Delivering a unified patent system for Europe
The voting of two regulations concerning the unitary patent by the European Parliament and the Council in December 2012 is a historic decision, ending a 40-year EU patent stalemate. This single patent regulation is a watershed for the European business landscape, and in particular for SMEs, as it drastically cuts the costs of patenting and red tape beginning in 2014.
‘The overall aim is to simplify the procedure, as there will only be a one-stop shop – the EPO – in place for obtaining and maintaining the unitary patent,’ says Jean-Luc Gal, head of the Brussels bureau of the European Patent Office (EPO). ‘The new system will reduce the cost of the patent, since there will be no need to pay a patent attorney for validating and maintaining the patent in different EU Countries, no more translations to be filed, and the rate of the renewal fee for the unitary patent will be significantly lower than the cost corresponding to the maintenance of the national patents in the 25 participating Member States. As a result, patenting should be cheaper and more accessible to SMEs.’
The objective of the new regime is to create the so-called unitary patent that will allow patent protection to be obtained for 25 Member States (MSs) – all except for Italy and Spain, which are free to join at any time in the future – on the basis of a single application and without further administrative formalities. ‘The future unitary patent will be in fact a European patent for which the protection will be effective in all MSs participating in the enhanced cooperation,’ states Mr Gal. The patent package will enter into force either on 1 January 2014 or when 13 MSs ratify the Unified Patent Court (UPC) agreement, whichever is the latest.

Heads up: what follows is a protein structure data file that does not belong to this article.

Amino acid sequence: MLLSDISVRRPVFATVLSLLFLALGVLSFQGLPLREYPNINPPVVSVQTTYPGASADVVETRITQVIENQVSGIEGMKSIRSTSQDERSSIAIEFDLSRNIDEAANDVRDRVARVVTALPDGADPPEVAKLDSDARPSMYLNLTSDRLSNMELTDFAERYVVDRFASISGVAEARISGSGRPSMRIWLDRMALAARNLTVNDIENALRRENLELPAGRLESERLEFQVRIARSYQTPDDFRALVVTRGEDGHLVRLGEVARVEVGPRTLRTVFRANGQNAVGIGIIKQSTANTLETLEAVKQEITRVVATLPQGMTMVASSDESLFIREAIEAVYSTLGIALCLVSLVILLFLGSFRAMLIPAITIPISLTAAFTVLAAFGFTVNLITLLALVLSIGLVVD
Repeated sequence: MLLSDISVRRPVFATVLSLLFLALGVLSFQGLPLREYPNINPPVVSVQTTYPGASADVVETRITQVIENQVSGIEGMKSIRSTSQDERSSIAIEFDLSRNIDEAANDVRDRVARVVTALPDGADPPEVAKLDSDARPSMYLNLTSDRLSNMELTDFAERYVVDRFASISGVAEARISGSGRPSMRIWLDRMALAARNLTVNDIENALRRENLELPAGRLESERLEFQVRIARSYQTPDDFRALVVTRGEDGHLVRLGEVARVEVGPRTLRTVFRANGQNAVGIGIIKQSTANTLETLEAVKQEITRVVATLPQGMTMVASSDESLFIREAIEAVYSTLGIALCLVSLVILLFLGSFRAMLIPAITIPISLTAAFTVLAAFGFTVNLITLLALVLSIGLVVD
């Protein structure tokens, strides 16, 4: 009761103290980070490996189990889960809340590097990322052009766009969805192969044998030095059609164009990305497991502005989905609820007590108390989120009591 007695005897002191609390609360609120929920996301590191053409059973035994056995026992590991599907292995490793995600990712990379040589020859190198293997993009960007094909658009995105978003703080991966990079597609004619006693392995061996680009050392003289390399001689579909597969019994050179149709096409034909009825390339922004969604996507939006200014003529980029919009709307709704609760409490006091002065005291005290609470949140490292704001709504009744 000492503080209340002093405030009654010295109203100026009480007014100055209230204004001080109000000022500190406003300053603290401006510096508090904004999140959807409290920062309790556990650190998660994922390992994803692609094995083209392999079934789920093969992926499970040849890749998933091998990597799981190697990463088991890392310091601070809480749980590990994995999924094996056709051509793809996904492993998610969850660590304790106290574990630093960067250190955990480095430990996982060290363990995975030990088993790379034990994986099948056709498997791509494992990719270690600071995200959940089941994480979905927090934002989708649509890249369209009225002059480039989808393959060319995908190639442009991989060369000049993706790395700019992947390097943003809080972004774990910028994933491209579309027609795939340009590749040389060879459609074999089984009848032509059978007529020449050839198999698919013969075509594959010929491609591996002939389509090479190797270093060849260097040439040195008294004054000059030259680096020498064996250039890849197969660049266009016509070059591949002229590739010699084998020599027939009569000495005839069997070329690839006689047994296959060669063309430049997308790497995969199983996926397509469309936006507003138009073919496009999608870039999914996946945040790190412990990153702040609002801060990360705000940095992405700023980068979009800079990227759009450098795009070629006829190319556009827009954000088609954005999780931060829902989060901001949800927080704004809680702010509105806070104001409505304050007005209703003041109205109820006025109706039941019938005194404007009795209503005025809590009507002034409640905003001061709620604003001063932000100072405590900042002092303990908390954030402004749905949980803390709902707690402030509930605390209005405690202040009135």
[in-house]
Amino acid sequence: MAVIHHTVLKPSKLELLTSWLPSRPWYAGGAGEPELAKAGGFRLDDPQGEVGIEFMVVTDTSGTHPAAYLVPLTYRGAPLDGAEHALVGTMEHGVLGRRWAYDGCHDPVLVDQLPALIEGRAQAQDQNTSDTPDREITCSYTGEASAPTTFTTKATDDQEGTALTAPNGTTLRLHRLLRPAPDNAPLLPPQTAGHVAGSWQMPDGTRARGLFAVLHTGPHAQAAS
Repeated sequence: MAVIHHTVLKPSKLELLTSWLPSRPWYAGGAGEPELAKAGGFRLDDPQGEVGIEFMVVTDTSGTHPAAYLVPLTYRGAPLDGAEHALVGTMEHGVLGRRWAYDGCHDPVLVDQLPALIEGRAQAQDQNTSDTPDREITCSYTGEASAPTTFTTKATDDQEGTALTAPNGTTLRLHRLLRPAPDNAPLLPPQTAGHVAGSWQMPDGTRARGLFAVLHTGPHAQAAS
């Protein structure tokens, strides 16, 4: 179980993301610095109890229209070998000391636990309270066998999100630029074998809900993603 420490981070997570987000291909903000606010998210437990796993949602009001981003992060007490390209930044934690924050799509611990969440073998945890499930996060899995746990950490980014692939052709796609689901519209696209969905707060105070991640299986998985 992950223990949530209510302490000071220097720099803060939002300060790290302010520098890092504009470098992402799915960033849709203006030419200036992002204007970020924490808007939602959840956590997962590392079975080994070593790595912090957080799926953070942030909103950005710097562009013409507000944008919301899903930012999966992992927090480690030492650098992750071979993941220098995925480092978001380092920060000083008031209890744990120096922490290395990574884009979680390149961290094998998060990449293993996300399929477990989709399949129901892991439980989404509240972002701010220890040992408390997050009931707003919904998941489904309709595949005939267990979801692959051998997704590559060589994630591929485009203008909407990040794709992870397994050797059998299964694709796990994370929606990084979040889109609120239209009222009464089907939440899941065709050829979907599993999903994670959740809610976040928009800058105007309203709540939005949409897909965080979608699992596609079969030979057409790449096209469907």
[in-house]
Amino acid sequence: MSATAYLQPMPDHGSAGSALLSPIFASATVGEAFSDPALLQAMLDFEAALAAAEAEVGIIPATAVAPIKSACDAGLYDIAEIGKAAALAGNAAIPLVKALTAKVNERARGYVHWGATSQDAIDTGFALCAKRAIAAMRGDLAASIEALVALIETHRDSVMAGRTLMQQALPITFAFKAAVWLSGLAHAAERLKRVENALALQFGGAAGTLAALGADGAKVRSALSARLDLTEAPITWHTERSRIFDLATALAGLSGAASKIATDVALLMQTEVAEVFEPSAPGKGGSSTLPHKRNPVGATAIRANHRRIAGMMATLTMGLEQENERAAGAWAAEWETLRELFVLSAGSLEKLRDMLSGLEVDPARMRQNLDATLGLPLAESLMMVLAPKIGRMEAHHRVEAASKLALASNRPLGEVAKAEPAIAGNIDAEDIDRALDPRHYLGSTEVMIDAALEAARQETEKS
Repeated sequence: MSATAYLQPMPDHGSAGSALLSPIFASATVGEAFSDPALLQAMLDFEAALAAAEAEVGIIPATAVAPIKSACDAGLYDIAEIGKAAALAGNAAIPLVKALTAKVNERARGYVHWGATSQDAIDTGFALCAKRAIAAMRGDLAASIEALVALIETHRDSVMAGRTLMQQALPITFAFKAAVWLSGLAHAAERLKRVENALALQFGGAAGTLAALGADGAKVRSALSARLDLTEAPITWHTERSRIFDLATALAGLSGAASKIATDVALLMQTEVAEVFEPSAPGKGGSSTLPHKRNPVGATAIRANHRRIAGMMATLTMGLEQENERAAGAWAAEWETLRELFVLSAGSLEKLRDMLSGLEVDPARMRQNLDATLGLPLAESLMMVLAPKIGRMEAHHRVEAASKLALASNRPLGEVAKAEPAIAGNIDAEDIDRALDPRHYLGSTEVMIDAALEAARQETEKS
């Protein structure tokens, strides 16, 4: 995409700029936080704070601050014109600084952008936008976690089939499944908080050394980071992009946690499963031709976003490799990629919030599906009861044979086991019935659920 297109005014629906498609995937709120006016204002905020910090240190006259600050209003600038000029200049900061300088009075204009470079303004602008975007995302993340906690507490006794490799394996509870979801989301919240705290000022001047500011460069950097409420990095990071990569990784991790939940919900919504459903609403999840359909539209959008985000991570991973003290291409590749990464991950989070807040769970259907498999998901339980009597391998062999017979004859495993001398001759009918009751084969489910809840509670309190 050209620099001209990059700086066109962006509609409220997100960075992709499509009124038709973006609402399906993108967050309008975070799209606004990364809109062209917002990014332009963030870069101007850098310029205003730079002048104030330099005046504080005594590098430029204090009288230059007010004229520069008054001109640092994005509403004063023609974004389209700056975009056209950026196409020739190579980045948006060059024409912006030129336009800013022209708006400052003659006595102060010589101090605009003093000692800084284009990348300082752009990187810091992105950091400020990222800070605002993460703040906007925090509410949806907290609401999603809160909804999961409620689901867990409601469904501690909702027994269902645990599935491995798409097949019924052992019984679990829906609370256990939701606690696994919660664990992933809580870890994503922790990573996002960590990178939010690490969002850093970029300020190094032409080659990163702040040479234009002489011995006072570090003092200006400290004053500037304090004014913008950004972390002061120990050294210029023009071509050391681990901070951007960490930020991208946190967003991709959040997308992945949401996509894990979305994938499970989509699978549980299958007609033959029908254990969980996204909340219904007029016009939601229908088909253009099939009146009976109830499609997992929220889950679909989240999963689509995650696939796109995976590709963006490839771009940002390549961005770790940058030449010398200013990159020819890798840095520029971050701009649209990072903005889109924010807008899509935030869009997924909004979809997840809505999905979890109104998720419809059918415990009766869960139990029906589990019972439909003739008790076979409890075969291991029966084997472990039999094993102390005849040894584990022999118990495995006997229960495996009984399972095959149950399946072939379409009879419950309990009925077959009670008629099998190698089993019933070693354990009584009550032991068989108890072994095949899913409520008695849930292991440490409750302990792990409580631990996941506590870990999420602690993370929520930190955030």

The UPC will be competent to handle disputes concerning both future unitary patents and current traditional European patents. He hopes that the EPO might be able to grant the first unitary patent as early as April 2014, although this would require the smooth ratification of the agreement by the MSs.
Reaping the benefits of the unitary patent
Mr Gal explains that the lack of a unitary patent has adversely affected European SMEs: ‘Up to now, it has been quite difficult for an SME to issue protection for its inventions in many MSs, as the process was quite complex and costly. For example, once protection was obtained, as in the case of invention infringement by third parties, the SME had to pursue legal actions in the various countries where the infringement took place. With the new system, the SME will only have to file one complaint to the UPC for obtaining a decision which will be enforced on the territory of all the participating MSs.’